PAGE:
State regulators, clean energy advocates square off on bill pre-empting power line siting authority 

Source: Emily Holden, E&E reporter • Posted: Thursday, April 23, 2015

Sen. Martin Heinrich (D-N.M.) introduced legislation yesterday that would give federal regulators power to override state decisions and site power lines meant to move large amounts of renewable energy across long distances.

The measure is likely to revive fights over state autonomy, but clean energy advocates say it could be key to developing renewable energy so states can comply with U.S. EPA’s Clean Power Plan to reduce greenhouse gas emissions.

“We certainly understand that states would have a lot of questions about how any new federal authority would affect their existing authority,” said Bill White, senior adviser for Americans for a Clean Energy Grid. “At the same time, we all recognize that there’s a challenge here in getting these really important and valuable interstate infrastructure projects built.”

Heinrich’s bill would give the Federal Energy Regulatory Commission backstop power to authorize projects identified for cost-sharing under the agency’s Order No. 1000.

FERC could act if a state fails to approve construction or routing within a year of a company’s seeking approval, or if the state denies the project or doesn’t have the authority to approve the transmission line, or if approval is accompanied by requirements that “unreasonably interfere” with construction (Greenwire, April 22).

Previous attempts at legislation to widen FERC’s authority in this area have failed.

White said Heinrich’s bill is “narrowly focused on what we think are some of the highest-value and most important and most difficult to build lines.” Order No. 1000 applies specifically to large regional and interregional power line projects — which have proved hardest in terms of reaching consensus on planning and cost-sharing among states and stakeholders.

A bill with ‘broad scope on the ground’?

Order No. 1000 will require states to agree on the need for projects and figure out how to pay for them, and the FERC backstop authority could be a last resort for hashing out routing decisions if states get hung up on that part of the process, White said.

There are currently no projects planned under Order No. 1000 that have not been approved by state regulators with siting authority over transmission, said Whitney Potter, a spokeswoman for Heinrich. Different U.S. regions are still implementing processes for planning and cost allocation under the order.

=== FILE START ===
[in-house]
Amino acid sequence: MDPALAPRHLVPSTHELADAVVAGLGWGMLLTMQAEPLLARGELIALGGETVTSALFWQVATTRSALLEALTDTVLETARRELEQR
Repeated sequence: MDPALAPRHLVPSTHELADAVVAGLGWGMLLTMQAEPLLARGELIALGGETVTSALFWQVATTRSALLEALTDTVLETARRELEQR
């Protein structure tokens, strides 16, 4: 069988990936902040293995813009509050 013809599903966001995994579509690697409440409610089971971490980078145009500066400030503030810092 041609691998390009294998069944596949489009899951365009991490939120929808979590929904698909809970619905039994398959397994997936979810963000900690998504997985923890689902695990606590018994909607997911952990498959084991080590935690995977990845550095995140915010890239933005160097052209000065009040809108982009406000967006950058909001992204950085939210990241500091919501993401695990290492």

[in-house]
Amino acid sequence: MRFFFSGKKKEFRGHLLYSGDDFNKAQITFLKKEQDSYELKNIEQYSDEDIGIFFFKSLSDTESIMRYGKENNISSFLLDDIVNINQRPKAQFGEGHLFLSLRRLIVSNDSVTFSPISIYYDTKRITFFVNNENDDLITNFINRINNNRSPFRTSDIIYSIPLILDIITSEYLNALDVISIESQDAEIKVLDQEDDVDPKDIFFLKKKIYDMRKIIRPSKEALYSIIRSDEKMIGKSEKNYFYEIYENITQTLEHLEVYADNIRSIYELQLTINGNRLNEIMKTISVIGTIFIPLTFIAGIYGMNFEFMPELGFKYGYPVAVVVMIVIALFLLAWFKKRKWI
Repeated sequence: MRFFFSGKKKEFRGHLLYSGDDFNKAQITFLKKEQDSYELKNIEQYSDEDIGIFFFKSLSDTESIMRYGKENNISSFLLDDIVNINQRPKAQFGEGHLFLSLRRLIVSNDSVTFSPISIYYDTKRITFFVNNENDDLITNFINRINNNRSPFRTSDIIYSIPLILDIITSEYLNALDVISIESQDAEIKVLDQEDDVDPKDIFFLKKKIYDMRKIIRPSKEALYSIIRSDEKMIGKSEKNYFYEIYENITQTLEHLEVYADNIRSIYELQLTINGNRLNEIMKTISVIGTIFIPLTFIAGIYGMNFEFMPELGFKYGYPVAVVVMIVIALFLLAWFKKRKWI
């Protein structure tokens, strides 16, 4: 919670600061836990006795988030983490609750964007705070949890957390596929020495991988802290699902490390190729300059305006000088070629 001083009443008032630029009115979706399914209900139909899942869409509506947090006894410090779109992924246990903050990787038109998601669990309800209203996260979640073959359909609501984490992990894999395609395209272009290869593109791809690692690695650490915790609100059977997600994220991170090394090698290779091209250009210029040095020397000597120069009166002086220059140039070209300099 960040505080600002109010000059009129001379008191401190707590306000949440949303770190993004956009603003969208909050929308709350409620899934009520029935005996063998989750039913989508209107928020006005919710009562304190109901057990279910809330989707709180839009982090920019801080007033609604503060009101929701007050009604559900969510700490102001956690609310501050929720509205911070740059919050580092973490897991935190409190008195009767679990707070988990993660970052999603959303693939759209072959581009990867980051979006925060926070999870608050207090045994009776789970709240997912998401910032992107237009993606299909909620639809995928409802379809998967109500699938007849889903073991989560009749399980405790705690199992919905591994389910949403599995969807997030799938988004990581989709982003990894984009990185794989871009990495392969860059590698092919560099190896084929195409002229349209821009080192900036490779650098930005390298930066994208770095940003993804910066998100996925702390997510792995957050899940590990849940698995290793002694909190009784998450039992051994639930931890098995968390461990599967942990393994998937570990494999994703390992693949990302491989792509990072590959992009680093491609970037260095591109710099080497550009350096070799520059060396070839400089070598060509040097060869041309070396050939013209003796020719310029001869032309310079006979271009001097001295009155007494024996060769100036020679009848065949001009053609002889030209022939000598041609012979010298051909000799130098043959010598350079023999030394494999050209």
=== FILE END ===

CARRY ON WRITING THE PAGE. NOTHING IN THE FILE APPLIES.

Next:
But Regina Davis, a spokeswoman for the National Association of Regulatory Utility Commissioners, said the legislation may look narrowly tailored on paper but could have “broad scope on the ground.”

“State siting of electric transmission infrastructure should not be transferred to Washington, regardless of how narrow pre-emption under this bill might be,” Davis said.

The Energy Policy Act of 2005 gave FERC authority to issue permits under certain circumstances, including if a state “withheld approval,” but FERC interpreted that to give the agency backstop authority even if a state had rejected an application, and a court overturned that interpretation.

In 2011, Rep. Jim Sensenbrenner (R-Wis.) drafted a bill to allow FERC to overrule a state’s denial to site a power line within one year. But Heinrich’s bill appears to be more targeted.

Heinrich’s legislation would also call on FERC to conduct any necessary environmental reviews, including under the National Environmental Policy Act, and to coordinate with states, multi-state entities and American Indian tribes to carry out those reviews. It would require FERC to draft a schedule for federal authorizations to be completed.

The Senate Energy and Natural Resources Committee hopefully will hold a hearing on the bill this year, Heinrich told an audience at a Washington, D.C., event by the group WIRES, which advocates for transmission development. He also asked attendees to help him build congressional support for the proposal.